GST, DBT, JAM, UPI, Et Al: We’re Heading For A Grand Unified Theory Of Reform
The basic premise of GUTER is that various parts of economic reform are already being put in place, and inter-linking them into a larger whole will yield greater economic benefits to the country over time.
As long as we allow the separate parts to work even without the whole, the downside risks of imagining and working towards achieving the whole are low.
India, the land of jugaad and sub-optimal solutions, has, by accident or design, come close to what one can call the Grand Unified Theory of Economic Reform (GUTER, for a shorter acronym). One could have added an additional ‘T’ to the acronym, by adding Total before Economic Reform, resulting in GUTTER, but one can leave that to the critics of the idea.
The basic premise of this Grand Unified Theory (or GUTER) is that various parts of economic reform are already being put in place, and inter-linking them into a larger whole will yield greater economic benefits to the country over time. As long as we allow the separate parts to work even without the whole, the downside risks of imagining and working towards achieving the whole are low.
Consider the various reforms and initiatives already underway: we are implementing the greatest of tax reforms ever, the goods and services tax (GST), which will become a reality by next year and gradually expand the revenue pie for centre and states; we have JAM – the Jan Dhan, Aadhaar and mobile payments trio – that is attempting to move everyone towards the money economy through financial inclusion; the Bharat Bill Payments System and the mobile-based UPI (unified payments interface), and differentiated banking, are further pieces of reform intended to reduce the use of physical cash in our economy; we are simultaneously attempting subsidy reforms through the direct benefits transfer (DBT) scheme; we are trying to create a national market for agriculture; market reform is proceeding in fits and starts in many parts of the system (including labour reform); then we have laws to reduce black money in the economy, both through tougher penalties and voluntary disclosures; we will probably be writing a simple direct taxes code that will reform this side of the tax system and enhance voluntary compliance; and then we have the global debate on a universal basic income (UBI), echoes of which are being heard even in India.
Each economic initiative (or reform) can be seen as a separate one or part of the whole – which is where the Grand Unified Theory (or GUTER) comes in. GUTER will work as long as the success of any moving part is not held hostage to the need to make the whole thing work together. In other words, GUTER should be the goal, and not the starting point. The moving pieces of reform can be tied together over a period of time, once they work well separately, or with one of two parts of the whole.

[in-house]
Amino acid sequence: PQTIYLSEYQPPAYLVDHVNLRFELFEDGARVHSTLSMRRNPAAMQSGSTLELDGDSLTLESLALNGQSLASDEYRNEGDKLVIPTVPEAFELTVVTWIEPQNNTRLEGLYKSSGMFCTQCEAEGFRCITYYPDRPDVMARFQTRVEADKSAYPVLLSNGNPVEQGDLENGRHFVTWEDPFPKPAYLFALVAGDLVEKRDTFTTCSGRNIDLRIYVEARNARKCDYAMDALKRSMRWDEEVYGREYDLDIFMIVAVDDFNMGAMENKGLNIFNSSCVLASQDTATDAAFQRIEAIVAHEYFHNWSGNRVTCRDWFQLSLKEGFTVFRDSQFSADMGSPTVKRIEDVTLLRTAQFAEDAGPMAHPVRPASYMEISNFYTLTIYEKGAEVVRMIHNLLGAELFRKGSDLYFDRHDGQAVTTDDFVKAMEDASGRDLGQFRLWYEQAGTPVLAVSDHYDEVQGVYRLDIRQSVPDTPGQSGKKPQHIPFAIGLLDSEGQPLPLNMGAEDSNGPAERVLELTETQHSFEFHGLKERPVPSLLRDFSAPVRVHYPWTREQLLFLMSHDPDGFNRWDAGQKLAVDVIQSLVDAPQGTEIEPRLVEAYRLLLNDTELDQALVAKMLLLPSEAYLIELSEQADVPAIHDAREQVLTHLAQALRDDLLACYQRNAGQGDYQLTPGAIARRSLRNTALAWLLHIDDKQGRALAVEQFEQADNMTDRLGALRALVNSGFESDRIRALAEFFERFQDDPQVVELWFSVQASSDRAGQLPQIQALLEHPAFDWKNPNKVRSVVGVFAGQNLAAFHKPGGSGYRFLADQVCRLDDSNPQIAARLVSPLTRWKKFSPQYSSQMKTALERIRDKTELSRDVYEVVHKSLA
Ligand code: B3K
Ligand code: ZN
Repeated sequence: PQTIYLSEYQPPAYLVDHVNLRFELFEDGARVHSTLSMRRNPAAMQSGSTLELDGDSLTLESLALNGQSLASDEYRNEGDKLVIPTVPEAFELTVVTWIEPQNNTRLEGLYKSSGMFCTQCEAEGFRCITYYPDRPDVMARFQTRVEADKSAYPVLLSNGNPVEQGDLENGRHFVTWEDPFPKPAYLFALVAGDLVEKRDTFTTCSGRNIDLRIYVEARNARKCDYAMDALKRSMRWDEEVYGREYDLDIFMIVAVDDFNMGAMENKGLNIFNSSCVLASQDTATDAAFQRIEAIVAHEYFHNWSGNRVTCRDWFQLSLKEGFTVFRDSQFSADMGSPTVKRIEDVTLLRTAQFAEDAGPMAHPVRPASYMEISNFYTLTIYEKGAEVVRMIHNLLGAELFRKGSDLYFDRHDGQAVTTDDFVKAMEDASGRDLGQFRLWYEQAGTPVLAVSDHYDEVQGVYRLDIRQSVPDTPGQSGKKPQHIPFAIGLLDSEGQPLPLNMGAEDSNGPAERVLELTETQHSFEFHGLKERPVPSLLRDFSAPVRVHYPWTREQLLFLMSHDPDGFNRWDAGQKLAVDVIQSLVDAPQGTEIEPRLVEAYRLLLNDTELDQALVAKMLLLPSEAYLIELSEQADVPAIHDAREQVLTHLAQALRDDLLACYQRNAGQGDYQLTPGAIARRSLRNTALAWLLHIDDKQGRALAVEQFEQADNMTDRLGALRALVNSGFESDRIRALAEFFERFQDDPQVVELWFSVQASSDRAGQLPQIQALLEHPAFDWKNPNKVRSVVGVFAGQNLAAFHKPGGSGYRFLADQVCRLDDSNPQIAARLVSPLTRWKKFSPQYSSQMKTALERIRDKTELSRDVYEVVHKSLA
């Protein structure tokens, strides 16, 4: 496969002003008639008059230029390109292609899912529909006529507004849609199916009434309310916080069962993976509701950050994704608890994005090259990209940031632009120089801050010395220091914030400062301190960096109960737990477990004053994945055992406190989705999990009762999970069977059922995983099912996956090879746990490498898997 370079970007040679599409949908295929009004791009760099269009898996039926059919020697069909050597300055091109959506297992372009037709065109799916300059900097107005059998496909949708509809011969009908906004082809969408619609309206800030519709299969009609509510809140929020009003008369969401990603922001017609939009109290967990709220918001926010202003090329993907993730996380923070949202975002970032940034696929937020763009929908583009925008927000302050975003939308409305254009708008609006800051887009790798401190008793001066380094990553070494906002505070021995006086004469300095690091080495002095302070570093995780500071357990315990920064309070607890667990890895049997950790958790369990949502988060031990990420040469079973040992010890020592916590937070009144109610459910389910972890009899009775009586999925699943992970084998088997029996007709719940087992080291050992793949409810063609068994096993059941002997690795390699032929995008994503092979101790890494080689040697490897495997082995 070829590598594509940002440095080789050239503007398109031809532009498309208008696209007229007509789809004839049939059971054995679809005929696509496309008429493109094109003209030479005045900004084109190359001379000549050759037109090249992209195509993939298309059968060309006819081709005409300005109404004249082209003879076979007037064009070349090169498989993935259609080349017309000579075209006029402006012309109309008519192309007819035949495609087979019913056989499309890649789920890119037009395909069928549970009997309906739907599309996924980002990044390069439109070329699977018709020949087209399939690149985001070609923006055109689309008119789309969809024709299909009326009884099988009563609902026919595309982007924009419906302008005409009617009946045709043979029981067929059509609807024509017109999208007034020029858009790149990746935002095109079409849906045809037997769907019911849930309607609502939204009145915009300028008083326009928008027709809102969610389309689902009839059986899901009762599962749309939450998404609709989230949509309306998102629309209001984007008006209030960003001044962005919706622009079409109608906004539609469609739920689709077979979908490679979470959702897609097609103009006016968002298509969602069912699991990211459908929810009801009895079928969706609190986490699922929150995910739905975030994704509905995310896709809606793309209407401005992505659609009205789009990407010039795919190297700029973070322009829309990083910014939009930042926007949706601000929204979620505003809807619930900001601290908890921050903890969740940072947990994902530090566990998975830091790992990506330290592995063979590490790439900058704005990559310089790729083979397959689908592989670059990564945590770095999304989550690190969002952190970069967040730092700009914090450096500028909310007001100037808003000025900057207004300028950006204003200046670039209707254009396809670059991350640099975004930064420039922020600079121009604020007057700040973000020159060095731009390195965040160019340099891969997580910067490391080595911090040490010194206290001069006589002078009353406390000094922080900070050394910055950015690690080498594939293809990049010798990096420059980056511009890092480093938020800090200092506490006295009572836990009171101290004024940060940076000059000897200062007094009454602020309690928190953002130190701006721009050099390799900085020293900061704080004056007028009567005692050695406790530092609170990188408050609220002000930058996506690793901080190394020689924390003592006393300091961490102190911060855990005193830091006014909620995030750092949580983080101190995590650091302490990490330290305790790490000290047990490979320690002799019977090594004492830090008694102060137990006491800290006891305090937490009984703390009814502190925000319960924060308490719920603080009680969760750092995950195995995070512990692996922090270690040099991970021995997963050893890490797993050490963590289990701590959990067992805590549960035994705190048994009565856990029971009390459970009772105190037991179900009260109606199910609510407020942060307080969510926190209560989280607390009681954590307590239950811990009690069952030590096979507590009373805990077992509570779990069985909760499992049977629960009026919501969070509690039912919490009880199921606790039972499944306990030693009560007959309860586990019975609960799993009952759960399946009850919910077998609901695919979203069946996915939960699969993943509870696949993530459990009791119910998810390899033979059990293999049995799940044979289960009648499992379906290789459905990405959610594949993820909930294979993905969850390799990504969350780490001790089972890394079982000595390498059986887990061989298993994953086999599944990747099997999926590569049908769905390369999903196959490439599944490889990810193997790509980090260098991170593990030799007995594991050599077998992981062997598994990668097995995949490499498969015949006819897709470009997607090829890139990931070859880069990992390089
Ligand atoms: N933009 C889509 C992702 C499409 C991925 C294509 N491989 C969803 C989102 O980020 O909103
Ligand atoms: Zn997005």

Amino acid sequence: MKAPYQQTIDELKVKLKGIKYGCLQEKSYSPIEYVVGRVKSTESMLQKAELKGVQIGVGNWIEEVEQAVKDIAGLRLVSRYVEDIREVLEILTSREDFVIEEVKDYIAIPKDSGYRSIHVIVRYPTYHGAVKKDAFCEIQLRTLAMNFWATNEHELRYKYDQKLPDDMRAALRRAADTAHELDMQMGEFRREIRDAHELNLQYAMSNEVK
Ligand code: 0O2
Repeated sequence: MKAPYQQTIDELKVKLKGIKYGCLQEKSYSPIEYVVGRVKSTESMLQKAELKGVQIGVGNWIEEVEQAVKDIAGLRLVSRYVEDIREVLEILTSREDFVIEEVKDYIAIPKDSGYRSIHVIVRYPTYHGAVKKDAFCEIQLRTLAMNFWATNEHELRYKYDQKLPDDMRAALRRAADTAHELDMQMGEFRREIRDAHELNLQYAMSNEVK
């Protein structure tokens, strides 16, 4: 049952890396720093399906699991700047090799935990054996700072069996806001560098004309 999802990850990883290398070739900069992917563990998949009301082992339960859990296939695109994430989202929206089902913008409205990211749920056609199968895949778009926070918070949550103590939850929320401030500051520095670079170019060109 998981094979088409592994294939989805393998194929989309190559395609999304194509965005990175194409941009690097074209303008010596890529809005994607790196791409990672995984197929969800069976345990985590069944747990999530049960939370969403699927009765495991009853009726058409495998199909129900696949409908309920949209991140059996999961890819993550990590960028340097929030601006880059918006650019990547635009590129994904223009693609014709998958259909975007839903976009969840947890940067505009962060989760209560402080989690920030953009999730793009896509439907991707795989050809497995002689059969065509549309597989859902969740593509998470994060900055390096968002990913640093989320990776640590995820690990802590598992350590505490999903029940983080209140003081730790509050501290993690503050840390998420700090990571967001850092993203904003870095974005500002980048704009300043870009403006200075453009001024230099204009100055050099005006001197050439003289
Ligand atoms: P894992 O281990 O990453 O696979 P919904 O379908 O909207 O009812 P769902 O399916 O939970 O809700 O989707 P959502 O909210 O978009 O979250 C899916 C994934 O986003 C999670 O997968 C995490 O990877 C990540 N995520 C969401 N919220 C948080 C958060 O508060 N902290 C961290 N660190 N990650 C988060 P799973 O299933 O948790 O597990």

Let’s start with the GST. The GST Council, which meets from today (18 October) will start discussing the various rates to be made applicable for various goods and services. Even assuming consensus is reached, our GST will be sub-optimal for many reasons, including this one: some 54 per cent of items in the Consumer Prices Index (CPI) will be outside GST, presumably because these are items of mass consumption that will impact inflation directly. But creating so many exclusions will be a nightmare for effective implementation of GST. Is there a way to make the GST better? Surely. The simplest way is to tax all goods, even the 54 per cent considered untaxable, at a low rate of, say, 1 per cent, and refund this to citizens in some way.
This actually ties in well with the idea of the UBI, which, in a first basic step, should be called the universal basic subsidy (UBS). Here is how it should work. The 1 per cent (or whatever) tax is collected on essentials should be put into escrow and channelled back to all Jan Dhan accounts, the no-frills basic bank account that has now reached nearly 25 crore households (which means it is near universal). Some 24 per cent of these accounts are non-operational, with zero balances. Even assuming the actual non-operative accounts at closer to 50 per cent, the point is to make people use them. The payment of cash – universal basic subsidy – into all accounts will automatically encourage this. Thus a GST design improvement measure can improve financial inclusion and real usage of Jan Dhan accounts.
However, the UBI idea will not stop with merely crediting the universal GST on items of mass consumption to such accounts; ultimately, all subsidies need to go towards cash reimbursements, and this will enhance the amounts available as UBS – the universal basic subsidy.